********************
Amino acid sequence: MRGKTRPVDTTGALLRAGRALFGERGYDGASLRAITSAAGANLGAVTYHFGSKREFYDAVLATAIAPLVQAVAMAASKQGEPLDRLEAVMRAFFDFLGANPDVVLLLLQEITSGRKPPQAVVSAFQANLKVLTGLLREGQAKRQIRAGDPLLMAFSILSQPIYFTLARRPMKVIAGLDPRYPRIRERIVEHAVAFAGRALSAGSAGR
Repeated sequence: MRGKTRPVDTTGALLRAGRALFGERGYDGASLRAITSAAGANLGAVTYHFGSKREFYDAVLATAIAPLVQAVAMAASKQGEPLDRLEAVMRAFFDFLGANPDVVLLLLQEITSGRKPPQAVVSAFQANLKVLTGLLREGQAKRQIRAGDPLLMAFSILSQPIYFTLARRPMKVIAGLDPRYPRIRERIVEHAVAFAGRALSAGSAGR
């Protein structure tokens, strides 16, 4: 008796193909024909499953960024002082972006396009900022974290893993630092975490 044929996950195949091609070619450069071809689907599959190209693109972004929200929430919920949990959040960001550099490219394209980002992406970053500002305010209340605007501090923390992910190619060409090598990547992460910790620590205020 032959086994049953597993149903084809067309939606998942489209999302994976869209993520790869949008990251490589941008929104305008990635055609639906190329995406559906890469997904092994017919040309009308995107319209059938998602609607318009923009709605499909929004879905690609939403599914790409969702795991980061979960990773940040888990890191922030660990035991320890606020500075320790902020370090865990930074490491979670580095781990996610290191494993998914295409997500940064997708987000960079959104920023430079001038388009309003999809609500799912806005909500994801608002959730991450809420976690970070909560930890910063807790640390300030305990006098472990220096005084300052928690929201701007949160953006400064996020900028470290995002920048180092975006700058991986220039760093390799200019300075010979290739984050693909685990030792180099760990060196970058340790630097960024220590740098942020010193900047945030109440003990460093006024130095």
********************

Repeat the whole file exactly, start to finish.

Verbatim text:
Amino acid sequence: MRGKTRPVDTTGALLRAGRALFGERGYDGASLRAITSAAGANLGAVTYHFGSKREFYDAVLATAIAPLVQAVAMAASKQGEPLDRLEAVMRAFFDFLGANPDVVLLLLQEITSGRKPPQAVVSAFQANLKVLTGLLREGQAKRQIRAGDPLLMAFSILSQPIYFTLARRPMKVIAGLDPRYPRIRERIVEHAVAFAGRALSAGSAGR
Repeated sequence: MRGKTRPVDTTGALLRAGRALFGERGYDGASLRAITSAAGANLGAVTYHFGSKREFYDAVLATAIAPLVQAVAMAASKQGEPLDRLEAVMRAFFDFLGANPDVVLLLLQEITSGRKPPQAVVSAFQANLKVLTGLLREGQAKRQIRAGDPLLMAFSILSQPIYFTLARRPMKVIAGLDPRYPRIRERIVEHAVAFAGRALSAGSAGR
């Protein structure tokens, strides 16, 4: 008796193909024909499953960024002082972006396009900022974290893993630092975490 044929996950195949091609070619450069071809689907599959190209693109972004929200929430919920949990959040960001550099490219394209980002992406970053500002305010209340605007501090923390992910190619060409090598990547992460910790620590205020 032959086994049953597993149903084809067309939606998942489209999302994976869209993520790869949008990251490589941008929104305008990635055609639906190329995406559906890469997904092994017919040309009308995107319209059938998602609607318009923009709605499909929004879905690609939403599914790409969702795991980061979960990773940040888990890191922030660990035991320890606020500075320790902020370090865990930074490491979670580095781990996610290191494993998914295409997500940064997708987000960079959104920023430079001038388009309003999809609500799912806005909500994801608002959730991450809420976690970070909560930890910063807790640390300030305990006098472990220096005084300052928690929201701007949160953006400064996020900028470290995002920048180092975006700058991986220039760093390799200019300075010979290739984050693909685990030792180099760990060196970058340790630097960024220590740098942020010193900047945030109440003990460093006024130095």